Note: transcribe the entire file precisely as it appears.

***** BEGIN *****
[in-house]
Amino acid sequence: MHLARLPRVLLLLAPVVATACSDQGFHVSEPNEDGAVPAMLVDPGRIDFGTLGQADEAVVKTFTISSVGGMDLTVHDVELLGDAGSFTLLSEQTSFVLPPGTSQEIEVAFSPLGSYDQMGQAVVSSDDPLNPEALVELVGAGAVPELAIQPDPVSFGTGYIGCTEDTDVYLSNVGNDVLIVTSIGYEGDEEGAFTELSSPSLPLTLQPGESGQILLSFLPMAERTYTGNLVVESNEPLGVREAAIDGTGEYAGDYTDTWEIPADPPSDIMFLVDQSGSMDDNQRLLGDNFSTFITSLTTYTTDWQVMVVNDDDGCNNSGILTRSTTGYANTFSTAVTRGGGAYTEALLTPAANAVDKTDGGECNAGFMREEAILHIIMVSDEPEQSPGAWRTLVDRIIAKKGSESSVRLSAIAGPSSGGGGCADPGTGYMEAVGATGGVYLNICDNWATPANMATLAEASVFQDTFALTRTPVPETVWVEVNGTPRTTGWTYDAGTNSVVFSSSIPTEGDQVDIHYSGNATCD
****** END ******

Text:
[in-house]
Amino acid sequence: MHLARLPRVLLLLAPVVATACSDQGFHVSEPNEDGAVPAMLVDPGRIDFGTLGQADEAVVKTFTISSVGGMDLTVHDVELLGDAGSFTLLSEQTSFVLPPGTSQEIEVAFSPLGSYDQMGQAVVSSDDPLNPEALVELVGAGAVPELAIQPDPVSFGTGYIGCTEDTDVYLSNVGNDVLIVTSIGYEGDEEGAFTELSSPSLPLTLQPGESGQILLSFLPMAERTYTGNLVVESNEPLGVREAAIDGTGEYAGDYTDTWEIPADPPSDIMFLVDQSGSMDDNQRLLGDNFSTFITSLTTYTTDWQVMVVNDDDGCNNSGILTRSTTGYANTFSTAVTRGGGAYTEALLTPAANAVDKTDGGECNAGFMREEAILHIIMVSDEPEQSPGAWRTLVDRIIAKKGSESSVRLSAIAGPSSGGGGCADPGTGYMEAVGATGGVYLNICDNWATPANMATLAEASVFQDTFALTRTPVPETVWVEVNGTPRTTGWTYDAGTNSVVFSSSIPTEGDQVDIHYSGNATCD